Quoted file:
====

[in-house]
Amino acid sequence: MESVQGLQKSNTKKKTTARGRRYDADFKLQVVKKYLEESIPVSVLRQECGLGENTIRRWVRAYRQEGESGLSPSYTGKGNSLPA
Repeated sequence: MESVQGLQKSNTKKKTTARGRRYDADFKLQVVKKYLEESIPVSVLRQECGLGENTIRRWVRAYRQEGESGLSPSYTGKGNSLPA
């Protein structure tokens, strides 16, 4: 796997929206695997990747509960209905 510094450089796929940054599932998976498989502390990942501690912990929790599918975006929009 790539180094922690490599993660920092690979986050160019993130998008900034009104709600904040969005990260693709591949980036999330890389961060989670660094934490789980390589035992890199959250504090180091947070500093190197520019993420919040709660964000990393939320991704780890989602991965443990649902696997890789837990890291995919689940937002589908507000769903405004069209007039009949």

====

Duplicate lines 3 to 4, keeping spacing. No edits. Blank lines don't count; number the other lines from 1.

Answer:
Repeated sequence: MESVQGLQKSNTKKKTTARGRRYDADFKLQVVKKYLEESIPVSVLRQECGLGENTIRRWVRAYRQEGESGLSPSYTGKGNSLPA
């Protein structure tokens, strides 16, 4: 796997929206695997990747509960209905 510094450089796929940054599932998976498989502390990942501690912990929790599918975006929009 790539180094922690490599993660920092690979986050160019993130998008900034009104709600904040969005990260693709591949980036999330890389961060989670660094934490789980390589035992890199959250504090180091947070500093190197520019993420919040709660964000990393939320991704780890989602991965443990649902696997890789837990890291995919689940937002589908507000769903405004069209007039009949």